I look at my fiction, and I see the same motifs emerging over and over again. Frigid, brittle winters. Loss and grief. Sibling and pseudo-sibling angst. These are the stories I tell myself, again and again. Turning them over, swapping things around, changing the key. Almost as though, if I keep trying, I’ll hit the magic combination that lets “The End” sing with comprehension.
It’s not intentional. I don’t think writers consciously set out to write stories based on their psychological hang-ups. I certainly don’t sit down and think, “Right, short story time. Let’s see, I need my northern village in the grip of winter, my tiny ray of hope at the very end…” No, the stories that come to us come from inside us. We write what we don’t understand because those unresolved questions are what the mind returns to—quietly, subconsciously—expressing its findings as wendigo and little gods and ice, because those are the best images it can find. And so, as artists, our metal workshops are filled.
I do worry about becoming a cliché of myself. “Oh, northern village, hidden god, sad orphan—must be a KT Bryski story.” I do try to push myself. “Does this story have to be set in winter? Is there a way to accomplish this without resorting to divinity?” And sometimes, the answer is yes. And sometimes, the answer is no.
Because—I don’t think I understand winter. Not really, not on a metaphorical level. Not the long nights, and the cracking ice, and that peculiar grey time between late afternoon and twilight. I don’t understand loss. I don’t understand being torn from home—or exiles.
After this week, I realize I really don’t understand the pains of this world.
But we keep writing. Or painting. Or singing. Or even just talking. That’s the only way to come close, I think—to get scraps of insight, a piecemeal comprehension. The only way out is through. And that is the wonderful, powerful thing about literature. It’s how we try to understand. I can think of nothing more meaningful than that.
What I’m Listening To This Week
Continuing our theme of “loud and complex,” I’ve been enjoying “Mars, the Bringer of War,” from Holst’s Planets suite. It starts low but ominous—striking strings beat a menacing pulse in the background while the brass carries the melody. We get louder and fuller through the first two minutes, sound crashing like waves…
And then we break at 2:11, with an extended dialogue between the horns and the rest of orchestra. A murky, serpentine section in the middle gradually disintegrates into our original, Darth Vader-like theme.
And you know what? Holding onto that pulse all the way through—it never lets you rest. It’s like alarms going off the entire time. Until the crashing, thunderous chords in the last minute. This piece pretty much just obliterates everything in its path.
So, my sister freaked me out over Easter dinner.
“Yeah,” she said nonchalantly, passing our teenage cousin the asparagus. “I’m twenty.”
“What?” I gasped, nearly choking on my beer (a Dragon Stout—fairly sweet imperial stout from Jamaica—not bad, not bad at all).
“Uh, my birthday was in, like, February.”
“I know,” I sputtered, “it’s just…”
“Hard to think where the time’s gone?” my mom asked, trying to help.
“Sure.” I took a deeper swig of beer than necessary. “Something like that.”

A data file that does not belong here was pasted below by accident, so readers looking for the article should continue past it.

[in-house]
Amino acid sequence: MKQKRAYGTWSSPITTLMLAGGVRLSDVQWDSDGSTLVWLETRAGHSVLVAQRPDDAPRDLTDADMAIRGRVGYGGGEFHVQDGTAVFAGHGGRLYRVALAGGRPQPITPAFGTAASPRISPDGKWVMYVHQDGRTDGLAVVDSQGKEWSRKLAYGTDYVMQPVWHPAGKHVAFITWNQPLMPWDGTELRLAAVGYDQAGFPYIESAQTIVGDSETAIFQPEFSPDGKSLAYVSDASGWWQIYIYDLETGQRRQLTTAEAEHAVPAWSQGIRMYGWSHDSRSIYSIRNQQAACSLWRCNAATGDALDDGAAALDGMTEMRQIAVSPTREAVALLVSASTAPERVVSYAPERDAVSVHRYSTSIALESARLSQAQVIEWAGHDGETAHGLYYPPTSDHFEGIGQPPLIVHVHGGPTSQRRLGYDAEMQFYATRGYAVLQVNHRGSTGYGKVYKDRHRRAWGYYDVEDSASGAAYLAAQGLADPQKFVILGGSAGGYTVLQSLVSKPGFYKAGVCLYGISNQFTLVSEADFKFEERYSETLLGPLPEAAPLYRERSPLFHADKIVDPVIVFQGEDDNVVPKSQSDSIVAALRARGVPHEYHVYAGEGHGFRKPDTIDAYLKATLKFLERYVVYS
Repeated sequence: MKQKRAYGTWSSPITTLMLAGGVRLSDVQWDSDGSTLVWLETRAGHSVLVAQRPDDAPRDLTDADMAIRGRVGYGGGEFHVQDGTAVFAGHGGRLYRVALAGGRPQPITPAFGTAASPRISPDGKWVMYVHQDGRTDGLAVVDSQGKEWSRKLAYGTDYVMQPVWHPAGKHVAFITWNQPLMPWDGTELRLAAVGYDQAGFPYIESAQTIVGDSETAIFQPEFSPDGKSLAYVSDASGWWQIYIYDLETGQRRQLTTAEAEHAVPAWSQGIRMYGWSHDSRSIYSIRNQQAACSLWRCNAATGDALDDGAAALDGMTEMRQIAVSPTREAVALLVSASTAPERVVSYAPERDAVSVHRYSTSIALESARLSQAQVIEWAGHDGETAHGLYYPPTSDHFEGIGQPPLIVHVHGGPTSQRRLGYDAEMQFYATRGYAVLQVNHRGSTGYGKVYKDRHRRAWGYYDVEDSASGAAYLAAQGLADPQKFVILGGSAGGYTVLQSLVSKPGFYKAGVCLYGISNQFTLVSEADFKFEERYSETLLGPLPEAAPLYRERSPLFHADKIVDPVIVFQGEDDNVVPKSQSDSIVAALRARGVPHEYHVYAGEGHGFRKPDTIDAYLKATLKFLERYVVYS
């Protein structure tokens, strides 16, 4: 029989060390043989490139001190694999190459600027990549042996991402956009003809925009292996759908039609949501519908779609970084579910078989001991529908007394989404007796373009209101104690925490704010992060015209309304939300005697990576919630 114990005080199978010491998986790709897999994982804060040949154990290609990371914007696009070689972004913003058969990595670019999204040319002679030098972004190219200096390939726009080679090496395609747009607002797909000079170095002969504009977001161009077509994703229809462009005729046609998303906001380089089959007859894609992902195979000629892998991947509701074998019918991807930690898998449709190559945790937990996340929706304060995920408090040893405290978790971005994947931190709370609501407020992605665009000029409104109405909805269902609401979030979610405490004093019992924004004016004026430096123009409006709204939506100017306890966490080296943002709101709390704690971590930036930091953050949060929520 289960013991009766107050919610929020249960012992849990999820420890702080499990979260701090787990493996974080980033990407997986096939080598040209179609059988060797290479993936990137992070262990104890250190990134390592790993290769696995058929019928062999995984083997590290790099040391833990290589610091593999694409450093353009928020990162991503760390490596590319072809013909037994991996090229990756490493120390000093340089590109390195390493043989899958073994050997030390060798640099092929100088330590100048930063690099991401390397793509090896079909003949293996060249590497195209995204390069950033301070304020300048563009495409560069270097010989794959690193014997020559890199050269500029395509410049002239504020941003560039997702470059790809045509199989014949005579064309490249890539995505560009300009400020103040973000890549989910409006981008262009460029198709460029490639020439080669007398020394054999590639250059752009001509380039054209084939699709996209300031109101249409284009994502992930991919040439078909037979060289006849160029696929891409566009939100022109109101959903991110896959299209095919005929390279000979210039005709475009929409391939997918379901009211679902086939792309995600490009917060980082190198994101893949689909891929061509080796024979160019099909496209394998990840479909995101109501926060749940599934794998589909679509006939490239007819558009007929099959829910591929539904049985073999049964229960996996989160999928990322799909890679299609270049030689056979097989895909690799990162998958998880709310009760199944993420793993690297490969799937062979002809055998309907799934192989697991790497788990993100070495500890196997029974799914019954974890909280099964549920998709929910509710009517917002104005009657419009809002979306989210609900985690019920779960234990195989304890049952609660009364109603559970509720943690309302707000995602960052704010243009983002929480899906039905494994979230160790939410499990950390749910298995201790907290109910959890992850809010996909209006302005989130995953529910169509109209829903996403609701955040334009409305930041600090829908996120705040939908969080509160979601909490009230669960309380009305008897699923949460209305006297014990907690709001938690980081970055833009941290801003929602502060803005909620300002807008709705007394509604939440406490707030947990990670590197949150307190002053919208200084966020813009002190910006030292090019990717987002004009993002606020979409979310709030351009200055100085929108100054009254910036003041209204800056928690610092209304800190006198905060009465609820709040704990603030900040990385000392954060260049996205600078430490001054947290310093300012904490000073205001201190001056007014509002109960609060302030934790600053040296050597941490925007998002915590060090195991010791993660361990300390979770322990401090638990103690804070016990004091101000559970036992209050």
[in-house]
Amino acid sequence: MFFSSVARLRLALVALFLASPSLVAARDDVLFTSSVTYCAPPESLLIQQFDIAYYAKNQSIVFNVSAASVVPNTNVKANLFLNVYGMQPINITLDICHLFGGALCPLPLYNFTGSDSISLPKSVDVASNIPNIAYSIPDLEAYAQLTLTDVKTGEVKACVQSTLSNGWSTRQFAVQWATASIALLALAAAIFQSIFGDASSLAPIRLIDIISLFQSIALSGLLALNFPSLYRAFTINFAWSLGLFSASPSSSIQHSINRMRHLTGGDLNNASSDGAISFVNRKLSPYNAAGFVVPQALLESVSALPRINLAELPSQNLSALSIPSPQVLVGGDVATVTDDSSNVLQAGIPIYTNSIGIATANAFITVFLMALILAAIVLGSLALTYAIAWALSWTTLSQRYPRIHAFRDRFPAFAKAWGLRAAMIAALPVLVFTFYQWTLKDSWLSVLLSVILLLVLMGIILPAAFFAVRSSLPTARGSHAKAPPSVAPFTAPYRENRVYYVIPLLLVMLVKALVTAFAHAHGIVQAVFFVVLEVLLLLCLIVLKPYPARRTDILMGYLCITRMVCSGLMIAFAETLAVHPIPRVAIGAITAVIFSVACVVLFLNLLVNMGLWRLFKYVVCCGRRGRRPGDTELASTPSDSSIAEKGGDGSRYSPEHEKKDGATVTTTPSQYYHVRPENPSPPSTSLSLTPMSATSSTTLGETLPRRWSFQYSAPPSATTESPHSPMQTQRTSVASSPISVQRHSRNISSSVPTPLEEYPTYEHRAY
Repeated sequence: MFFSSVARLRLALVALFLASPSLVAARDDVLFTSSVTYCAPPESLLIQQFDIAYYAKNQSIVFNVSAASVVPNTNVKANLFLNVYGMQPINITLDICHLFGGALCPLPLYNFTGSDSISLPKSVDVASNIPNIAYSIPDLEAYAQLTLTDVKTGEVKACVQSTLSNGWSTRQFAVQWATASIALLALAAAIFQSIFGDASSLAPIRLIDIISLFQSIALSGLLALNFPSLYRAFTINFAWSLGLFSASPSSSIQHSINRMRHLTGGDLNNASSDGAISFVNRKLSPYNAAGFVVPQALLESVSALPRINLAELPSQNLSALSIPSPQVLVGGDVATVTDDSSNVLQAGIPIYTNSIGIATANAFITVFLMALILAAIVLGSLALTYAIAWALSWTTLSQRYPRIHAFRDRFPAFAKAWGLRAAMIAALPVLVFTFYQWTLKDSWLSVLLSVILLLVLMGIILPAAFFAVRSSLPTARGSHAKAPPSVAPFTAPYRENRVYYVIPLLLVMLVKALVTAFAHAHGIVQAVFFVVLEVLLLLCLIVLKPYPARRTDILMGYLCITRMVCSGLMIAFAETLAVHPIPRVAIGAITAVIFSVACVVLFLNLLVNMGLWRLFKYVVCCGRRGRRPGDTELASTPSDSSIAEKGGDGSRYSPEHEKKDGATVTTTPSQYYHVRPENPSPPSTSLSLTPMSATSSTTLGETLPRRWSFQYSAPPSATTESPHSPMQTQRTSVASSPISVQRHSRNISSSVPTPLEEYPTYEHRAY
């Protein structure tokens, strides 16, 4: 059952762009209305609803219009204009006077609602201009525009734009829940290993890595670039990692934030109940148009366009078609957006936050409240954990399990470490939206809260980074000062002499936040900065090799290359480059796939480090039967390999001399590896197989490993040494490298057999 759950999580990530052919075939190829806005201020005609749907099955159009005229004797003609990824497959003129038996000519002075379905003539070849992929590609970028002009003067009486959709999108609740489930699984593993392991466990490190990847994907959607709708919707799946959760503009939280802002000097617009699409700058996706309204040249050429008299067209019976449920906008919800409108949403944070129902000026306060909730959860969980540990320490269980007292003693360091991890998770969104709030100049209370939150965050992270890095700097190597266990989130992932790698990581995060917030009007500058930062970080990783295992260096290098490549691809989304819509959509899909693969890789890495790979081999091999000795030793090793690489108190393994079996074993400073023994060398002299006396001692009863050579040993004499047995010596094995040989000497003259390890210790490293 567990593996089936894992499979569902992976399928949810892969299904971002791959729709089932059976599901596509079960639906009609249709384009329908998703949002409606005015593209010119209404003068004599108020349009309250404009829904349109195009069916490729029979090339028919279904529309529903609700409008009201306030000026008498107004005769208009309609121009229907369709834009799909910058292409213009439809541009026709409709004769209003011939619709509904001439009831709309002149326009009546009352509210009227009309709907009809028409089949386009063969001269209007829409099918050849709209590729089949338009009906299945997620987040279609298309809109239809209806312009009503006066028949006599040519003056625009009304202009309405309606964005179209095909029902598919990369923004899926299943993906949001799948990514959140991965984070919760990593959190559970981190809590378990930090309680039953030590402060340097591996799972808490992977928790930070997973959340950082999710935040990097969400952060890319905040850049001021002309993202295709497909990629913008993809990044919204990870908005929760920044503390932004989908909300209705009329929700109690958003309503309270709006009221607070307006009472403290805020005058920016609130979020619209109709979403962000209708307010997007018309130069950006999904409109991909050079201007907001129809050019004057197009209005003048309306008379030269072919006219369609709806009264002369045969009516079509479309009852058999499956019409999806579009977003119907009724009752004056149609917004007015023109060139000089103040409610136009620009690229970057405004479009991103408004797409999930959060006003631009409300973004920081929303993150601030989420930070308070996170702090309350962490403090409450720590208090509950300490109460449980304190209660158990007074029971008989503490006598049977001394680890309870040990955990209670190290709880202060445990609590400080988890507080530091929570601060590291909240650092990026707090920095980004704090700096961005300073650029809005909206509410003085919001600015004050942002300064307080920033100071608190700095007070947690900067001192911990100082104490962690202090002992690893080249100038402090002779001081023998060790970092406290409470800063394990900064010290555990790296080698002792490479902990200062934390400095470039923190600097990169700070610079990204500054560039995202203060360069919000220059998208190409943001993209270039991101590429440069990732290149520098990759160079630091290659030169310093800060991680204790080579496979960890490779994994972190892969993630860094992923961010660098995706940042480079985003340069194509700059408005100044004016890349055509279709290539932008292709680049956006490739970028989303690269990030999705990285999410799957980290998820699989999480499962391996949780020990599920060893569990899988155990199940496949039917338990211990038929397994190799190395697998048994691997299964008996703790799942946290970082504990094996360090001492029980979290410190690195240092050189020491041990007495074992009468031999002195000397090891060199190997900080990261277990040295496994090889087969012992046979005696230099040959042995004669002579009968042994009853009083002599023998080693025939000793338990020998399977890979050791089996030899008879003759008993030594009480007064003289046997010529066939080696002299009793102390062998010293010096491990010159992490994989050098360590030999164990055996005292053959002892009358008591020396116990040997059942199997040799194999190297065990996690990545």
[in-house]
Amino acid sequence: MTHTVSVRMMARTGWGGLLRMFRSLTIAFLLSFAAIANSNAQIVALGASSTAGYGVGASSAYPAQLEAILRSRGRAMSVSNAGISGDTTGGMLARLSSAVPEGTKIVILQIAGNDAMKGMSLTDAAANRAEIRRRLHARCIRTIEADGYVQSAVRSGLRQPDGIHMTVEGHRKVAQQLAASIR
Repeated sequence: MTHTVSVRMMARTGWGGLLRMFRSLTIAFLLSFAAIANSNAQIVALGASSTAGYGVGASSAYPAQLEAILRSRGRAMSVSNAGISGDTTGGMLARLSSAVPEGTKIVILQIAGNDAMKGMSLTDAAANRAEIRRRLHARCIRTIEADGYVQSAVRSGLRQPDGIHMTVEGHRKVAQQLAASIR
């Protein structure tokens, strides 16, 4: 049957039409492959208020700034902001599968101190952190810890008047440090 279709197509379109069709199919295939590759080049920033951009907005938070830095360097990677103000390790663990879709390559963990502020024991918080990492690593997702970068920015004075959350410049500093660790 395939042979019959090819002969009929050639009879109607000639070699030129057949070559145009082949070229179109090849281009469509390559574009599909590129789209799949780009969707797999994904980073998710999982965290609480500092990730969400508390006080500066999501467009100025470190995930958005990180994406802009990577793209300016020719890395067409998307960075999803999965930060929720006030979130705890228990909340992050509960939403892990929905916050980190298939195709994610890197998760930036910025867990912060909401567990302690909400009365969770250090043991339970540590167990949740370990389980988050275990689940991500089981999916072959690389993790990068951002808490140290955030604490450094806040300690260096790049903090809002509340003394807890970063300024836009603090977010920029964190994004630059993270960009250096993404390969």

Here’s the real reason it freaked me out: I was twenty when I started working at Black Creek. Well, okay, I was actually nineteen, but I turned twenty within a month of my start date. I was twenty when we podcasted Hapax, when I signed the publishing contract, and when I took off to New Zealand by myself for six months.
But my sister is so young. So are her friends. I can’t imagine hanging out with them. Plus, seriously, it was not that long ago—surely, I wasn’t that small, was I?
It’s a strange thing: on the one hand, I’m still the whippersnapper amongst my friends. Sometimes painfully so. Sometimes-more-painfully-and-more-often-than-I-care-to-admit, so.
On the other—Gavin and I were recording lines for an upcoming Tales from the Archive story tonight. You might recall Gavin: he voiced Brother Gaelin in Hapax and Brandon Hill in “Under Oak Island.”
When we recorded Hapax, Gavin was mostly sending me lines from Nova Scotia, over the winter break. Through the spring, he came over a few times to run more complicated scenes with some of the others. We sat in my living room, using a USB headset mic meant for conference calls, running scenes multiple times, with a different actor wearing the mic each time, because headset.
I had no idea what I was doing. I was making up the whole thing as I went, everything from the directing to the voice acting to the audio editing. And man, in places, it shows. But you know what? That’s how we learned. All of us. There’s nothing like producing/voicing eleven hours of audio to give you a feel for it.
We learned so much. That really struck home tonight, as Gavin sat in front of my Yeti (my third mic, now), pop filter in place. Oh, also, Gavin’s been my roomie for a year and a half – much easier than getting lines from Nova Scotia! We’d moved the laptop because I was worried about its humming (we never would have thought of that, during Hapax), and so I was crouched in the corner, watching the screen, offering direction that actually mostly made sense. It struck home, in a different sense, as I texted Blythe notes on lines for another podcast.
It’s nice to have a rhythm, I thought, vaguely and inarticulately. It’s nice we’ve found our way of working.
I was so nervous to ask her to voice Serafine. So nervous. And now—we’re a team.